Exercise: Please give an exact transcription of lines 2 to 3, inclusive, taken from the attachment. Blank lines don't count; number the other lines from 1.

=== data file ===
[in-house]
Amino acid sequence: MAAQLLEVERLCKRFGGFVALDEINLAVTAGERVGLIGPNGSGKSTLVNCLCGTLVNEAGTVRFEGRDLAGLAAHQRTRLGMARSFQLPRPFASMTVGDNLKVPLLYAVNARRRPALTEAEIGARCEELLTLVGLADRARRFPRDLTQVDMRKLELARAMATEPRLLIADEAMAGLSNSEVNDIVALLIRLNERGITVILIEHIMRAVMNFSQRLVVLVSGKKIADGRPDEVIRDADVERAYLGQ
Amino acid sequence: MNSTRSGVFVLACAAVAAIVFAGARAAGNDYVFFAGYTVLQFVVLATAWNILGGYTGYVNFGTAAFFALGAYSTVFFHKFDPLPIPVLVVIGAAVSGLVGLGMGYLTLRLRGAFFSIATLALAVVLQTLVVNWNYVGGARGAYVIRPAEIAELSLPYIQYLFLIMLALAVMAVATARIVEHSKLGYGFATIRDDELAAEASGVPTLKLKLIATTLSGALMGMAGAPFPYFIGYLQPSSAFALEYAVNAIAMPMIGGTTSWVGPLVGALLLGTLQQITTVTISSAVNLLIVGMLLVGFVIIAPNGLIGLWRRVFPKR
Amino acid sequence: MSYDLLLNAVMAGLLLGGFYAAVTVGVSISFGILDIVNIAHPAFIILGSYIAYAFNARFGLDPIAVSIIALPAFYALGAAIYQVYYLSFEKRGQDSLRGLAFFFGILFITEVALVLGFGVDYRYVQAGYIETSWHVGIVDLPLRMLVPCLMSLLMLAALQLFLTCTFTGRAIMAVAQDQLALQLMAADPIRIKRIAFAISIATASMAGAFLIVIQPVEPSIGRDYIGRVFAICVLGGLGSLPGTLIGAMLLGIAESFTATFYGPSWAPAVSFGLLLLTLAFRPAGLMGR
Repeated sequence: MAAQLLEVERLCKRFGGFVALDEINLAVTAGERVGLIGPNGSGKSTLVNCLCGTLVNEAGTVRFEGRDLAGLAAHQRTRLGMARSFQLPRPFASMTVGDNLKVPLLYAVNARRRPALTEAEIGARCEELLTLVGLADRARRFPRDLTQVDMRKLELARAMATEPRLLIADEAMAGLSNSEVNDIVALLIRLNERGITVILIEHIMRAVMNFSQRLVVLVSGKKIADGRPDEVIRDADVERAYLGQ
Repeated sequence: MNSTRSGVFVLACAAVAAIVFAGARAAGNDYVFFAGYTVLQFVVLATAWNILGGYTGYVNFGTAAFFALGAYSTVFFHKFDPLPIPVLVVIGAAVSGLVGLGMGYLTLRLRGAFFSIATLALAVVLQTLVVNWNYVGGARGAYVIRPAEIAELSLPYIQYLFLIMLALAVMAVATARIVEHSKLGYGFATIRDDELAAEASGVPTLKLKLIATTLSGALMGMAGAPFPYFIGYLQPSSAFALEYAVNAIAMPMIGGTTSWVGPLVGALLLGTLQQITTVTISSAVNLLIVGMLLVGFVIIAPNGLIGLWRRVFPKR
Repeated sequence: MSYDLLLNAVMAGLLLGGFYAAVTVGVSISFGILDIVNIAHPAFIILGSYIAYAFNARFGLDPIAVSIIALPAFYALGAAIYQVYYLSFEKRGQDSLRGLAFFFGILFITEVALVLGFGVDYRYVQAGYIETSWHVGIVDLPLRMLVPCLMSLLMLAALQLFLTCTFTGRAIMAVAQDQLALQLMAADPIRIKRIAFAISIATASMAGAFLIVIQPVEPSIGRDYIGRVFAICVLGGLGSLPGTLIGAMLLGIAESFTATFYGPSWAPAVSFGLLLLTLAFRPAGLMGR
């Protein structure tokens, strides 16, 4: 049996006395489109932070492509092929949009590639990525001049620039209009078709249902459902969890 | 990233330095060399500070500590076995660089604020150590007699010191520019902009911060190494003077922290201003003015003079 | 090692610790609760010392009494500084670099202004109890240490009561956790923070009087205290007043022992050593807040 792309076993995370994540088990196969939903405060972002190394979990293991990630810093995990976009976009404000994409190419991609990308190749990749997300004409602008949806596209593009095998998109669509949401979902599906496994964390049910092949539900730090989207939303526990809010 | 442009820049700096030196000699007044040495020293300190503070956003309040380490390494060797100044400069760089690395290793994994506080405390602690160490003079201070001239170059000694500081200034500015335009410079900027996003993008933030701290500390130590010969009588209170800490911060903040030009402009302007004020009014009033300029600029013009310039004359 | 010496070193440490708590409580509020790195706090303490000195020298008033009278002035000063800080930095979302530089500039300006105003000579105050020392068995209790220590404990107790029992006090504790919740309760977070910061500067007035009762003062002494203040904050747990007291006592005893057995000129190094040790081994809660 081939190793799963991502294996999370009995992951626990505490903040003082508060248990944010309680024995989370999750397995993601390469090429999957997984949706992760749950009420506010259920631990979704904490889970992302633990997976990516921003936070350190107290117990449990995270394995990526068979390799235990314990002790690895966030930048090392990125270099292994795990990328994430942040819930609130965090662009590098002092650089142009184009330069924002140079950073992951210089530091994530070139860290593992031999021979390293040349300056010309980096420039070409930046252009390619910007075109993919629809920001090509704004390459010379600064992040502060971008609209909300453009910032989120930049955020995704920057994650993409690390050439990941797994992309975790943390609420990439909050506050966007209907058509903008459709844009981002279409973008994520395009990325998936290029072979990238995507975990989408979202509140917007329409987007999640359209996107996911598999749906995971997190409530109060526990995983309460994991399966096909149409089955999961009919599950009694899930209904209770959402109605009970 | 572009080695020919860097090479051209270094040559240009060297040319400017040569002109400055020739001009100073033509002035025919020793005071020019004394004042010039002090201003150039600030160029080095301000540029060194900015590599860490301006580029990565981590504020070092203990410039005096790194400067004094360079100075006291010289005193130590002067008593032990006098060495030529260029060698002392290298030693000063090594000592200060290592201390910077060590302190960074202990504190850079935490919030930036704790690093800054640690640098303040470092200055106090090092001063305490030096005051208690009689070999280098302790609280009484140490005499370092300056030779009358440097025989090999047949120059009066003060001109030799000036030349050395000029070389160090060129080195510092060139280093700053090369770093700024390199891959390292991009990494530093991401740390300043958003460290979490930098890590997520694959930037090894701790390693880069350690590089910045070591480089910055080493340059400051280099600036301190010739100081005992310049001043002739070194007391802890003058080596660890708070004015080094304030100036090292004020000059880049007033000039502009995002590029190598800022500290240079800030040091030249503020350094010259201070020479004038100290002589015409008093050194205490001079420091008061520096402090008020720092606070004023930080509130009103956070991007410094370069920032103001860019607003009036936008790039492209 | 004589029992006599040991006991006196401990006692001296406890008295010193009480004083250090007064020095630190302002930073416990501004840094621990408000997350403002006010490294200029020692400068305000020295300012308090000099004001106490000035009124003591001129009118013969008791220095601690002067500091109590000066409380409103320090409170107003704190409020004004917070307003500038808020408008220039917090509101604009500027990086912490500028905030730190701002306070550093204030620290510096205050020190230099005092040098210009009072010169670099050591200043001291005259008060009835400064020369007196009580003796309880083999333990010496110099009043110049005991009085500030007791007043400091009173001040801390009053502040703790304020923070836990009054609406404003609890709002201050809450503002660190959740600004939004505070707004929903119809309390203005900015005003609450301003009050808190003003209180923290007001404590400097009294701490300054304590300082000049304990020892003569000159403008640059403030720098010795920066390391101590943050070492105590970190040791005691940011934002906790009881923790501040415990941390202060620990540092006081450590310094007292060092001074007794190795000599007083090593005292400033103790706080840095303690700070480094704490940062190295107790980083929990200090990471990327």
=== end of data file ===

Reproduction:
Amino acid sequence: MAAQLLEVERLCKRFGGFVALDEINLAVTAGERVGLIGPNGSGKSTLVNCLCGTLVNEAGTVRFEGRDLAGLAAHQRTRLGMARSFQLPRPFASMTVGDNLKVPLLYAVNARRRPALTEAEIGARCEELLTLVGLADRARRFPRDLTQVDMRKLELARAMATEPRLLIADEAMAGLSNSEVNDIVALLIRLNERGITVILIEHIMRAVMNFSQRLVVLVSGKKIADGRPDEVIRDADVERAYLGQ
Amino acid sequence: MNSTRSGVFVLACAAVAAIVFAGARAAGNDYVFFAGYTVLQFVVLATAWNILGGYTGYVNFGTAAFFALGAYSTVFFHKFDPLPIPVLVVIGAAVSGLVGLGMGYLTLRLRGAFFSIATLALAVVLQTLVVNWNYVGGARGAYVIRPAEIAELSLPYIQYLFLIMLALAVMAVATARIVEHSKLGYGFATIRDDELAAEASGVPTLKLKLIATTLSGALMGMAGAPFPYFIGYLQPSSAFALEYAVNAIAMPMIGGTTSWVGPLVGALLLGTLQQITTVTISSAVNLLIVGMLLVGFVIIAPNGLIGLWRRVFPKR